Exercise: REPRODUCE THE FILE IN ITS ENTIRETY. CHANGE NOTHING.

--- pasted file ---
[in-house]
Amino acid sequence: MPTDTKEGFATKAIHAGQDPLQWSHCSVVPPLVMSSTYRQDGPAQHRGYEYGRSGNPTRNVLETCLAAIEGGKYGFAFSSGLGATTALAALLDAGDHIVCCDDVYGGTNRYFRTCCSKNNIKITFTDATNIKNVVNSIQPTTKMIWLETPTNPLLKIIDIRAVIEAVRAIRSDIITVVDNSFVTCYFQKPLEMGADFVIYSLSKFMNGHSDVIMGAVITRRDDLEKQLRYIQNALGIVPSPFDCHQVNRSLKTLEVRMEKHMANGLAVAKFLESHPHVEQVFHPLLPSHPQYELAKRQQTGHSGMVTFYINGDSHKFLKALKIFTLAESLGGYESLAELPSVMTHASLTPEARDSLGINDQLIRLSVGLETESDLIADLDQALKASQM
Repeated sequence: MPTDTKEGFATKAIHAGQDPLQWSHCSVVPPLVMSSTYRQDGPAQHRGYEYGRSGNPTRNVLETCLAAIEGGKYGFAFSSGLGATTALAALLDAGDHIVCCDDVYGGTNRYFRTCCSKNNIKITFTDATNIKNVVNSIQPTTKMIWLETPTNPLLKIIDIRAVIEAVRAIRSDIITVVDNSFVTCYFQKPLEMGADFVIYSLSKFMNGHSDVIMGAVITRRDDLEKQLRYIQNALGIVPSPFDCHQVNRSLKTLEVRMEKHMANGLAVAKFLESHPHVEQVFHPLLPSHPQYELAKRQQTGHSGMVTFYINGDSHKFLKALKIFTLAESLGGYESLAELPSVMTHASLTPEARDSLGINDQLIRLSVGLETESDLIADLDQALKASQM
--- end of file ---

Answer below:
[in-house]
Amino acid sequence: MPTDTKEGFATKAIHAGQDPLQWSHCSVVPPLVMSSTYRQDGPAQHRGYEYGRSGNPTRNVLETCLAAIEGGKYGFAFSSGLGATTALAALLDAGDHIVCCDDVYGGTNRYFRTCCSKNNIKITFTDATNIKNVVNSIQPTTKMIWLETPTNPLLKIIDIRAVIEAVRAIRSDIITVVDNSFVTCYFQKPLEMGADFVIYSLSKFMNGHSDVIMGAVITRRDDLEKQLRYIQNALGIVPSPFDCHQVNRSLKTLEVRMEKHMANGLAVAKFLESHPHVEQVFHPLLPSHPQYELAKRQQTGHSGMVTFYINGDSHKFLKALKIFTLAESLGGYESLAELPSVMTHASLTPEARDSLGINDQLIRLSVGLETESDLIADLDQALKASQM
Repeated sequence: MPTDTKEGFATKAIHAGQDPLQWSHCSVVPPLVMSSTYRQDGPAQHRGYEYGRSGNPTRNVLETCLAAIEGGKYGFAFSSGLGATTALAALLDAGDHIVCCDDVYGGTNRYFRTCCSKNNIKITFTDATNIKNVVNSIQPTTKMIWLETPTNPLLKIIDIRAVIEAVRAIRSDIITVVDNSFVTCYFQKPLEMGADFVIYSLSKFMNGHSDVIMGAVITRRDDLEKQLRYIQNALGIVPSPFDCHQVNRSLKTLEVRMEKHMANGLAVAKFLESHPHVEQVFHPLLPSHPQYELAKRQQTGHSGMVTFYINGDSHKFLKALKIFTLAESLGGYESLAELPSVMTHASLTPEARDSLGINDQLIRLSVGLETESDLIADLDQALKASQM